The UK's offshore fund tax rules are changing. Subject to the outcome of a final consultation, with effect from October 1, 2009, offshore funds will be able to elect for reporting fund status. David Gubbay of law firm Dechert explains the proposed changes to the existing distributing fund regime and identifies the key issues which offshore funds and their managers should be considering at this time.
The proposed changes to the existing distributing fund regime will be of major importance to UK-resident investors in offshore funds to enable them to obtain favourable capital tax gains treatment for their investment in such offshore funds. It should provide for a less burdensome certification process and greater certainty for funds and their investors.
Under the existing regime, unless an offshore fund is certified by HM Revenue & Customs as a distributing fund, UK investors will be subject to income tax rather than capital gains tax on any gain arising the disposal of their interests in the fund. Since the current highest marginal rate of income tax of 40 per cent is significantly higher than the flat CGT rate of 18 per cent, obtaining distributing fund status may be of crucial importance to UK individual investors.
This importance will increase further in future if the government's plan to increase the highest marginal income tax rate to 45 per cent with effect from April 6, 2011 is implemented. Distributing fund status is also particularly attractive to UK investment trusts and authorised investment funds, which are exempt from capital gains but not income.
In order to achieve distributing fund status a fund must physically distribute at least 85 per cent of its income (but not generally gains on the sale of investments unless those gains are trading profits).
Furthermore, a distributing fund may not at any time in an accounting period have more than 5 per cent of its assets invested in other offshore funds that are not themselves certified as distributing funds or capable of being so certified. The fund must make an application to HMRC for distributing fund each year, and approval is granted retrospectively.
The government proposes to change the definition of offshore fund for tax purposes so that this will be detached from the regulatory definition of 'collective investment scheme' and will instead follow a 'characteristics-based' test.
It is intended that the new definition will apply from October 1 (in tandem with the reporting fund rules), subject to transitional rules. Broadly, from then on offshore fund for UK tax purposes will encompass any non-UK tax resident company, trust or other vehicle where the participants do not have day-to-day control of the management of the property, and a reasonable investor would expect to be able to realise any investment based entirely or almost entirely by reference to the net asset value of the property or an index of any description.
The change in definition should not impact upon offshore vehicles within the current definition of offshore fund except in unusual circumstances. However the new definition may bring some offshore vehicles currently outside the scope of the offshore fund rules (such as certain closed-ended vehicles) within scope. Offshore funds and their managers will need to consider how the change in definition may affect them.
The proposed changes to the offshore fund rules will replace distributing fund status with reporting fund status. Ultimately the new rules will achieve the same objective as the old, namely to determine the circumstances in which investors in offshore funds can benefit from CGT treatment.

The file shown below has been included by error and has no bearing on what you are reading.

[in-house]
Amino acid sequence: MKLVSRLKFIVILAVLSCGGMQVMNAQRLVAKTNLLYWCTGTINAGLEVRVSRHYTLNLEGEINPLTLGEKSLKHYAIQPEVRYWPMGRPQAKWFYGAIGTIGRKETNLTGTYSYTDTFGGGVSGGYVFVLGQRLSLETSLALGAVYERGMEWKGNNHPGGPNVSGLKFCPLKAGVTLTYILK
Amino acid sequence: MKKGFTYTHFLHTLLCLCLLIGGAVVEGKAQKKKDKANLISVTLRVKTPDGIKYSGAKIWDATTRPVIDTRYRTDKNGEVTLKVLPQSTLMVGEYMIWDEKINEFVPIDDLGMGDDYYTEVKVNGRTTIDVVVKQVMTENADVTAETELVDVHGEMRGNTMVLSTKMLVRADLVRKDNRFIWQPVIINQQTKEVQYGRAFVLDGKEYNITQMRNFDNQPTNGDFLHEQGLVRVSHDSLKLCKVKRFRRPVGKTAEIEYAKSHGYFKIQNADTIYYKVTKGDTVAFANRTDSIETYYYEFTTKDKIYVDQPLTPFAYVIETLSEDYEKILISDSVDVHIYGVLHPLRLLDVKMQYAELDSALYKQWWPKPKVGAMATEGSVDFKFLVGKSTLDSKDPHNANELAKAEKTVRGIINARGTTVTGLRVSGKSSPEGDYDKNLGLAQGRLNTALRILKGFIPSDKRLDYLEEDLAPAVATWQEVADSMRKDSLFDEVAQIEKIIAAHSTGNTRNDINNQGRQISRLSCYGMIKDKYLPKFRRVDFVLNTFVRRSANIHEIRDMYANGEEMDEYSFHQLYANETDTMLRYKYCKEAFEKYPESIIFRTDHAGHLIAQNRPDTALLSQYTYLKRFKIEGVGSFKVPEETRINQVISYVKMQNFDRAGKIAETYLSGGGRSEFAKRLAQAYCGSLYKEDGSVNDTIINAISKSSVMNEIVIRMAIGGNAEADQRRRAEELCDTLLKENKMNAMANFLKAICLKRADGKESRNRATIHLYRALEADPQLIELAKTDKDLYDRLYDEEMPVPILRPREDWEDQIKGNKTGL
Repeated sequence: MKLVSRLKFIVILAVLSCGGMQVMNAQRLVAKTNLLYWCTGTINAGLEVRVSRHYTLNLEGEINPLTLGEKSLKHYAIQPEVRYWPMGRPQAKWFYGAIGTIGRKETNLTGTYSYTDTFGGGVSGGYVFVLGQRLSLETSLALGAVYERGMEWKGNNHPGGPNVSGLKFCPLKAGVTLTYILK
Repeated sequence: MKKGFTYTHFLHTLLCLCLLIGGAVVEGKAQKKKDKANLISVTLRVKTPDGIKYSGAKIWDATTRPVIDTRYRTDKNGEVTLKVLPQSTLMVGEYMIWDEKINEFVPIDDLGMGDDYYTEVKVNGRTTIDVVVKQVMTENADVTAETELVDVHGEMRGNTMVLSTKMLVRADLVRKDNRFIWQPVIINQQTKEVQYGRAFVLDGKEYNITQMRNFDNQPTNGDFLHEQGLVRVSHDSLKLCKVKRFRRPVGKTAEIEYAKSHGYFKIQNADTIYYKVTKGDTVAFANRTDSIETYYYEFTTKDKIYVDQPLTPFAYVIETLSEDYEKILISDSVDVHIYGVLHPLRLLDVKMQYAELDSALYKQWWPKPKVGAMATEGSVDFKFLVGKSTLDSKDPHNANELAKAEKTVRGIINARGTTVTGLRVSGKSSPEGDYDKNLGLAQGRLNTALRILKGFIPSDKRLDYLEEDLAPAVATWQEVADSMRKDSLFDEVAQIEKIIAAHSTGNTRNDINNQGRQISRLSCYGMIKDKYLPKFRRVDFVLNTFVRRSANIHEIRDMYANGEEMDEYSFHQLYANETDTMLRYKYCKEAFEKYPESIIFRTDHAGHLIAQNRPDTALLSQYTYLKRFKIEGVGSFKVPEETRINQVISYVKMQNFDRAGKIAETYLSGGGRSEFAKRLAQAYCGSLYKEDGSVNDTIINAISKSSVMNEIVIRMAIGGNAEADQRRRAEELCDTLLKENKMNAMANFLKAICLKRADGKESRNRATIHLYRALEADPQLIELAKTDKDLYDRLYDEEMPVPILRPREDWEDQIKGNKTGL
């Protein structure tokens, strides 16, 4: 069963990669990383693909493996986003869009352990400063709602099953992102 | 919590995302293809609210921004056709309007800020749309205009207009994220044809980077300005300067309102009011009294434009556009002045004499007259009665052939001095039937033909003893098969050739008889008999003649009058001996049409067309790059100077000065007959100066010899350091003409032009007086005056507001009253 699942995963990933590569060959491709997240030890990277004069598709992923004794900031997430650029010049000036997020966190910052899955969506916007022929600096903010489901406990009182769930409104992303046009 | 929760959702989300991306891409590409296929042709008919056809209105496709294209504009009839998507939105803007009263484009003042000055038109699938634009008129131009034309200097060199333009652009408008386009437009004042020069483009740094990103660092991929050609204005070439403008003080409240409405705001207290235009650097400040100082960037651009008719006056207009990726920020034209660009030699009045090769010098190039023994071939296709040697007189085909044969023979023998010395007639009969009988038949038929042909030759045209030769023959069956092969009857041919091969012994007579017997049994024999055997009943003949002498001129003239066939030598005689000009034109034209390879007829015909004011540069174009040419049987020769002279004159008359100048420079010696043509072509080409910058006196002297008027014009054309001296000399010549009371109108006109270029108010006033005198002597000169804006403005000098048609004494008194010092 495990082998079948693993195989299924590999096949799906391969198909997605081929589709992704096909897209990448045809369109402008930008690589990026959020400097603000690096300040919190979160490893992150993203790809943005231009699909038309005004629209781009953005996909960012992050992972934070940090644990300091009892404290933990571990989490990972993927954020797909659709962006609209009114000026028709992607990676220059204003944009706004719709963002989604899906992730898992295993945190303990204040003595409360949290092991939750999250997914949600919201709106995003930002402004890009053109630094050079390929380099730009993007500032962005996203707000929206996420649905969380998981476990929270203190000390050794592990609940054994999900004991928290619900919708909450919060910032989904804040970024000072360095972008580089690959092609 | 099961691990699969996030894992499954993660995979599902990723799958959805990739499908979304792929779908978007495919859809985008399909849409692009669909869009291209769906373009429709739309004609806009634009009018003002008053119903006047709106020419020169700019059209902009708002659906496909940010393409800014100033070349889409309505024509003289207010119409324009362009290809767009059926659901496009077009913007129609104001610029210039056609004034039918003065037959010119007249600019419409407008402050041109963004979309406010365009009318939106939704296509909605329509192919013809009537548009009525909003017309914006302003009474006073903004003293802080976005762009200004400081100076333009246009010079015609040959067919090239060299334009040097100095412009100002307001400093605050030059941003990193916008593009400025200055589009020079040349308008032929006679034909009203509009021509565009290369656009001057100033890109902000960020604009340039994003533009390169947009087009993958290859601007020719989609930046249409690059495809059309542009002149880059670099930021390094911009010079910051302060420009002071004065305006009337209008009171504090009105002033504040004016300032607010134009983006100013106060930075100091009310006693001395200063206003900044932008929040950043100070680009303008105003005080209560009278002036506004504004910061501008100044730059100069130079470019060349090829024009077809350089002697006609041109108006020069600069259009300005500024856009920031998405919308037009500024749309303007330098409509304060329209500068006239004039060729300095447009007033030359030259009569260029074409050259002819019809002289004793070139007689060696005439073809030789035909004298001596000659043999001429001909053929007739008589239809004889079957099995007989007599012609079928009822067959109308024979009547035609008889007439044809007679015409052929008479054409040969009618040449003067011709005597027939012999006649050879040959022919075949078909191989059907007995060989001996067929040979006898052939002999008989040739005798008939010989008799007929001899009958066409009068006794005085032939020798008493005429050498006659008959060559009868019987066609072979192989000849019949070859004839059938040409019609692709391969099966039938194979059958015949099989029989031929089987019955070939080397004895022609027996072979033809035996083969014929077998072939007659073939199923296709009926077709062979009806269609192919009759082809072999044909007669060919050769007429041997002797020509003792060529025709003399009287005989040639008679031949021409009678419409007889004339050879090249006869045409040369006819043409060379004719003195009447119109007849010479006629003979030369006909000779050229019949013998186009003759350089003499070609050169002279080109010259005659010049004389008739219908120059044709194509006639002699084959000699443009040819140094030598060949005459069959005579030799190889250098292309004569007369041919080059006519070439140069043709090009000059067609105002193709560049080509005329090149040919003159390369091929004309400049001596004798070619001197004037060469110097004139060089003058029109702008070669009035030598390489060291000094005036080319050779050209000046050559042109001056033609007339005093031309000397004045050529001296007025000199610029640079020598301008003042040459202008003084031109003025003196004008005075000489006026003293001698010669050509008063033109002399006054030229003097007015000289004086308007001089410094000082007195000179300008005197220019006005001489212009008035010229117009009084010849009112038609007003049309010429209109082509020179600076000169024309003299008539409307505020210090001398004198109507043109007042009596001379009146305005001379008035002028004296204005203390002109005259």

It is envisaged that the changes will provide for a less burdensome certification process and greater certainty for funds and their investors. This should make reporting funds status more accessible to funds that have previously been unable to satisfy the distributing fund requirements and accordingly increase their attractiveness to UK investors.
The key changes from the distributing fund rules are as follows:
Instead of having to distribute income, funds will be required to report 100 per cent of the income attributable to their investors. There will no longer be a need to physically distribute income, but rather there may be deemed distributions or a combination of physical and deemed distributions. A UK investor in a reporting fund will be taxable on its share of income in the reporting fund whether or not it is actually distributed.
The investment restrictions currently applying to distributing funds will be abolished. This will make it easier for funds of funds to achieve certification as reporting funds.
Managers of offshore funds will be able to obtain forward-looking certification of a fund as a reporting fund which will continue to apply until the fund chooses to leave or is removed from the regime. This is unlike the current distributing fund regime where certification must be sought annually and retrospectively, which can cause uncertainty for investors.
Breaches of the rules will not necessarily cause the fund to lose reporting fund status, which will be the case only where there is a serious breach, or persistent breaches. This is unlike the current distributing fund rules where a simple breach can lead to loss of distributing fund status.
There will be transitional provisions to allow existing distributing funds to become reporting funds, and for investors to continue to receive capital gains tax treatment.
Where a fund moves from being a non-distributing or non-reporting fund to a reporting fund, investors will be able to make an elective deemed disposal of their interest in the old fund. While this may crystallise an income tax charge at the time of the deemed disposal, the investor will then become entitled to CGT treatment on an eventual disposal of their interest in the reporting fund.
David Gubbay is a tax partner in the London office of international law firm Dechert